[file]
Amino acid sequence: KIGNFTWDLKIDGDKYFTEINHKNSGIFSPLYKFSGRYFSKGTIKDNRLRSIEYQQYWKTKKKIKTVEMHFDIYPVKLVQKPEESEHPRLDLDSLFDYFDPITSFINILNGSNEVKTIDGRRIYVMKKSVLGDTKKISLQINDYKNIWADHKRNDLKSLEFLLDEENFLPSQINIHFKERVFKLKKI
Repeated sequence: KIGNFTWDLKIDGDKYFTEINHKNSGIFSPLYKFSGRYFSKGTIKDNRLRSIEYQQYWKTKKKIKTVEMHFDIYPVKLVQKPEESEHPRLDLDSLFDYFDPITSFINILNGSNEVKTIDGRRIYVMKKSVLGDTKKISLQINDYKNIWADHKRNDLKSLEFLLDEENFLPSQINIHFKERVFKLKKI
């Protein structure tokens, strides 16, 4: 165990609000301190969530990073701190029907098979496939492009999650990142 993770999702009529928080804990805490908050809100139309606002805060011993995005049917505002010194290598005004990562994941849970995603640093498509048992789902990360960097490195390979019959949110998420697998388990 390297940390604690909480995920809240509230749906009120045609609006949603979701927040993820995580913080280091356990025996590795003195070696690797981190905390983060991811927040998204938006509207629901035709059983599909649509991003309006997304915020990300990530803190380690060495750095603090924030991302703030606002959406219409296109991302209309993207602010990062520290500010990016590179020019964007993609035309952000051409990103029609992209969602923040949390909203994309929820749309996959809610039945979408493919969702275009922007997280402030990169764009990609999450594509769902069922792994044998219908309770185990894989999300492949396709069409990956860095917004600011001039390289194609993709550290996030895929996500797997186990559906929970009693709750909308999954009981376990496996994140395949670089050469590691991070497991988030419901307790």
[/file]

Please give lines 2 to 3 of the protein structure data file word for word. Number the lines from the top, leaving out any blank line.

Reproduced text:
Repeated sequence: KIGNFTWDLKIDGDKYFTEINHKNSGIFSPLYKFSGRYFSKGTIKDNRLRSIEYQQYWKTKKKIKTVEMHFDIYPVKLVQKPEESEHPRLDLDSLFDYFDPITSFINILNGSNEVKTIDGRRIYVMKKSVLGDTKKISLQINDYKNIWADHKRNDLKSLEFLLDEENFLPSQINIHFKERVFKLKKI
């Protein structure tokens, strides 16, 4: 165990609000301190969530990073701190029907098979496939492009999650990142 993770999702009529928080804990805490908050809100139309606002805060011993995005049917505002010194290598005004990562994941849970995603640093498509048992789902990360960097490195390979019959949110998420697998388990 390297940390604690909480995920809240509230749906009120045609609006949603979701927040993820995580913080280091356990025996590795003195070696690797981190905390983060991811927040998204938006509207629901035709059983599909649509991003309006997304915020990300990530803190380690060495750095603090924030991302703030606002959406219409296109991302209309993207602010990062520290500010990016590179020019964007993609035309952000051409990103029609992209969602923040949390909203994309929820749309996959809610039945979408493919969702275009922007997280402030990169764009990609999450594509769902069922792994044998219908309770185990894989999300492949396709069409990956860095917004600011001039390289194609993709550290996030895929996500797997186990559906929970009693709750909308999954009981376990496996994140395949670089050469590691991070497991988030419901307790």